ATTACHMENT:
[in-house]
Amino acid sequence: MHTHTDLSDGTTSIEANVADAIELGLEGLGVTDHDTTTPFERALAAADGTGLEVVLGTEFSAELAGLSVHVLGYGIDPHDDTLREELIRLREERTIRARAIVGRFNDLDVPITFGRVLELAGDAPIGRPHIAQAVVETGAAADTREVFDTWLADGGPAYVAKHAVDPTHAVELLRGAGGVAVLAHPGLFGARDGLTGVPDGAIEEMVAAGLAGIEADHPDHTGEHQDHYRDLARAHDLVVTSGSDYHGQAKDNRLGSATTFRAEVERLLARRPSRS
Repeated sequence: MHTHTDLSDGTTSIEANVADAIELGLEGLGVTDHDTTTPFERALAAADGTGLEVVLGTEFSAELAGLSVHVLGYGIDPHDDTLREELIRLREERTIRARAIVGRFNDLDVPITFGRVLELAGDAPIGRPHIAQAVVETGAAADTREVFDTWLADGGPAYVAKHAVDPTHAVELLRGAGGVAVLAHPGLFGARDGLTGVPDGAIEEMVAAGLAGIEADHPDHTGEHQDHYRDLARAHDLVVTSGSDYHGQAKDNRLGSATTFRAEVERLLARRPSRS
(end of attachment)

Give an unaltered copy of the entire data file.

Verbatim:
[in-house]
Amino acid sequence: MHTHTDLSDGTTSIEANVADAIELGLEGLGVTDHDTTTPFERALAAADGTGLEVVLGTEFSAELAGLSVHVLGYGIDPHDDTLREELIRLREERTIRARAIVGRFNDLDVPITFGRVLELAGDAPIGRPHIAQAVVETGAAADTREVFDTWLADGGPAYVAKHAVDPTHAVELLRGAGGVAVLAHPGLFGARDGLTGVPDGAIEEMVAAGLAGIEADHPDHTGEHQDHYRDLARAHDLVVTSGSDYHGQAKDNRLGSATTFRAEVERLLARRPSRS
Repeated sequence: MHTHTDLSDGTTSIEANVADAIELGLEGLGVTDHDTTTPFERALAAADGTGLEVVLGTEFSAELAGLSVHVLGYGIDPHDDTLREELIRLREERTIRARAIVGRFNDLDVPITFGRVLELAGDAPIGRPHIAQAVVETGAAADTREVFDTWLADGGPAYVAKHAVDPTHAVELLRGAGGVAVLAHPGLFGARDGLTGVPDGAIEEMVAAGLAGIEADHPDHTGEHQDHYRDLARAHDLVVTSGSDYHGQAKDNRLGSATTFRAEVERLLARRPSRS